Periodontal Bone Substitutes Application Techniques and Cost Evaluation

© 2016 Jamaluddin Syed, Najmus Sahar, Raffaella Aversa, Relly Victoria V. Petrescu, Davide Apicella, Erum Khan, Michele Simeone, Florian Ion T. Petrescu and Antonio Apicella. This is an open access article distributed under the terms of the Creative Commons Attribution License, which permits unrestricted use, distribution, and reproduction in any medium, provided the original author and source are credited.

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Introduction

The earliest bioactive materials which were used within the body were identified as called Prostheses (Hench and Thompson,Periodontal Bone Substitutes Application Techniques and Cost Evaluation Articles 2010). These Prostheses had to be standardized according to the physical properties of living tissues. Professor Bill Bonfield et al. (1981) was the pioneer of researching mechanical properties of living tissues, its skills were especially centered on bone to make Prosthesis. The basic objective of making the Prosthesis was to achieve a combination of physical properties of living tissue with minimal toxic response to the surrounding structures (Hench and Thompson, 2010). These prosthesis had the limitation of stress shielding and bone resorption. Professor Bill Bonfeild explore the concept of Bioactive materials and design bio composite that matches more to the mechanical properties of living tissues and removed the limitation i.e., resorption of the underlying bone structure (Hench and Thompson, 2010). The Bio active mechanism is the procedure through which living tissues are attached and integrated to an artificial implant with a chemical bond (Tilocca, 2009).

There are many applications of bioactive materials in tissue engineering (Tilocca, 2009). Tissue engineering is the art and science of biological substitution through which tissue function is restored. This is achieved with the formation of biological scaffold provide structural support to the tissue which later filled with number of cells and implantations (Chen et al., 2012). The requirements of scaffold materials to fulfill the demand of tissue engineering, are biocompatibility, the material doses not respond on unresolved inflammatory reaction, mechanical properties must be sufficient to prevent surface failure, controllable interconnected porosity which can help to grow cells and support vascularization (Chen et al., 2012). About 90% porosity with 100micrometer is essential for cell growth and proper vascularization (Chen et al., 2012). Bone has natural combination of inorganic calcium phosphatase appetite and a biological polymer called Collagen in which associates are deposited (Chen et al., 2012; Buzea et al., 2015).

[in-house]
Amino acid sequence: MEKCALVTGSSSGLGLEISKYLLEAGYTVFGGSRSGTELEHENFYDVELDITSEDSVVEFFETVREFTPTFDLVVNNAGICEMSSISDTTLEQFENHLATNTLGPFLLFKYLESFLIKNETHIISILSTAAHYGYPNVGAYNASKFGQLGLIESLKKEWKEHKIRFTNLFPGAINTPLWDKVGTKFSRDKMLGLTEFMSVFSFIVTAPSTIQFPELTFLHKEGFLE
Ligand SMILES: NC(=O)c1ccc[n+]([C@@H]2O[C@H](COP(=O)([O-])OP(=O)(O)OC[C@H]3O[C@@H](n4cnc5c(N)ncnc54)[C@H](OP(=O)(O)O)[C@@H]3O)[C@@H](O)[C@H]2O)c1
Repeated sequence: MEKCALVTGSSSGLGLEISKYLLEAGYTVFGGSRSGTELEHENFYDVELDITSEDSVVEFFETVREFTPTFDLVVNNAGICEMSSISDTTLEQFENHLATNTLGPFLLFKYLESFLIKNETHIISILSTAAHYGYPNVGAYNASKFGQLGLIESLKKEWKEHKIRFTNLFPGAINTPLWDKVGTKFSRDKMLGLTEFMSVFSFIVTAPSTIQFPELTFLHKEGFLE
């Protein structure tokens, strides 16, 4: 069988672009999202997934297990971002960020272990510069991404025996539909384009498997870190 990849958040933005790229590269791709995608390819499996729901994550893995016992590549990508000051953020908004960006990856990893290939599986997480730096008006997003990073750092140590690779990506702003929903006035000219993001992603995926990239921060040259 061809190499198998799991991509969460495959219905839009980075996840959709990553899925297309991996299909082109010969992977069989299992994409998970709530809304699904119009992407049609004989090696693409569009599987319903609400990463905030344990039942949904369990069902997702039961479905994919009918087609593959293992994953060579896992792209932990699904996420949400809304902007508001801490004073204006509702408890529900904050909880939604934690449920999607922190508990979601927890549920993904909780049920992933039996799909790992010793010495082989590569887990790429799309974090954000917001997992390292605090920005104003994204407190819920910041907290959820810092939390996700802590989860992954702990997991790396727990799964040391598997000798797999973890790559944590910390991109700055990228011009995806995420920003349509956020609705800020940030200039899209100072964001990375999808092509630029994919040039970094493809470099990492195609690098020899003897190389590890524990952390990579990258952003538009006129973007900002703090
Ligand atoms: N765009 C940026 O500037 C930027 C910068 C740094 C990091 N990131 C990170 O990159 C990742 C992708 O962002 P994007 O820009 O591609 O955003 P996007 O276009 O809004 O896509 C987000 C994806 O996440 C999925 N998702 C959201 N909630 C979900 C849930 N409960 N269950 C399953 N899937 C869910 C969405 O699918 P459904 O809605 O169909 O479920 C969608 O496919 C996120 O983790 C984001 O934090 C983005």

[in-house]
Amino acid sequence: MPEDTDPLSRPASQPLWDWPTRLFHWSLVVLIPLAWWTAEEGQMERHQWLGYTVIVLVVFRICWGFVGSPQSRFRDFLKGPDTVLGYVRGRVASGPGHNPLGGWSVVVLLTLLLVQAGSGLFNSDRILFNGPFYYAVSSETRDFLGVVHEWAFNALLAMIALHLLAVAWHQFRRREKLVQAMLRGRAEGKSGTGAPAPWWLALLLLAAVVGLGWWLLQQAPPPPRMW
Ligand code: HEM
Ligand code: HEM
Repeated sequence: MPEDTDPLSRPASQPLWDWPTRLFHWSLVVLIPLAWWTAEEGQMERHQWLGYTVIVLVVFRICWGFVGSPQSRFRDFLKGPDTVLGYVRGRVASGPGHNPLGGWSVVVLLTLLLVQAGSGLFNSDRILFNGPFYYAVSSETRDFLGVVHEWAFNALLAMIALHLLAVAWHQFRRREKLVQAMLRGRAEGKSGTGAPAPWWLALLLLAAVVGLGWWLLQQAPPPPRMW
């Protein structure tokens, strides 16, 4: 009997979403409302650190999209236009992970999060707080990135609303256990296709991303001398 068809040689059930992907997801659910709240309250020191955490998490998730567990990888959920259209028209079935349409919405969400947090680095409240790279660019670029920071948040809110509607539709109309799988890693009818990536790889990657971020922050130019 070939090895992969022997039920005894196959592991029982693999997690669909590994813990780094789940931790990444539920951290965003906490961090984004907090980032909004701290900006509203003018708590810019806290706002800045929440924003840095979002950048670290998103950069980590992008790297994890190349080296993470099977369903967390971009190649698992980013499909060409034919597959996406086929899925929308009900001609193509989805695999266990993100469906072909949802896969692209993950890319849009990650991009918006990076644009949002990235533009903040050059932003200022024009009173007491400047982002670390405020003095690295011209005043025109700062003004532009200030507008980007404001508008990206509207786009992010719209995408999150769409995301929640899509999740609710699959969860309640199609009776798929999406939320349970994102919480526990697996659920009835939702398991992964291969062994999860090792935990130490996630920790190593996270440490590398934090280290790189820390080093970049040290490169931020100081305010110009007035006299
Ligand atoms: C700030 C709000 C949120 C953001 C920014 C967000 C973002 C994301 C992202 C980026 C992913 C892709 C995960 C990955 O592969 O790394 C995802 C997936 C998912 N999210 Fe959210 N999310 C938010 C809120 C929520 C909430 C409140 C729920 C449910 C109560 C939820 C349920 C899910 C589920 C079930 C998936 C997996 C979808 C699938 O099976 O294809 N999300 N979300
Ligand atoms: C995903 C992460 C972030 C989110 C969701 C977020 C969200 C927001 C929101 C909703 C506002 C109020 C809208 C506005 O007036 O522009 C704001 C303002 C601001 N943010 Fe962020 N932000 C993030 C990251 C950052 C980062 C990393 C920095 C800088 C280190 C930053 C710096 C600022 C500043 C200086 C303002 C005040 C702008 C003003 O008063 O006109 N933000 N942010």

In tissue engineering 3-dimensional scaffold is formed which is fabricated with natural or artificial materials exhibit high porosity and pore interconnectivity (Hoppe et al., 2011; Maeno et al., 2005; Sachot et al., 2013). The function of scaffold is not only to provide structural support to the bony structure but also to enhance cell proliferation and differentiation of Osteoblastic cell (Hoppe et al., 2011; Aversa et al., 2016). Several Inorganic Bioactive materials could form a desired porous scaffold with suitable mechanical properties. According to the researched literature the ionic dissolution is the key procedure through which inorganic material behavior in forming scaffold and interact with living tissue can be understood in vitro and Vivo. Some inorganic elements such as Sr, Cu, Co, Zn was already present in the human body and play anabolic effect on bone metabolism (Hoppe et al., 2011). The introduction of therapeutic ions in the scaffold material to increase its bioactivity (Sachot et al., 2013). The release of ions after exposure of physiological environments is effected on the bioactivity of scaffold related to osteogenisis and angiogenesis (Hench and Wilson, 1993; Hoppe et al., 2011; Hutmacher, 2000; Okuda et al., 2007).

Role of Inorganic Ions in Bone Metabolism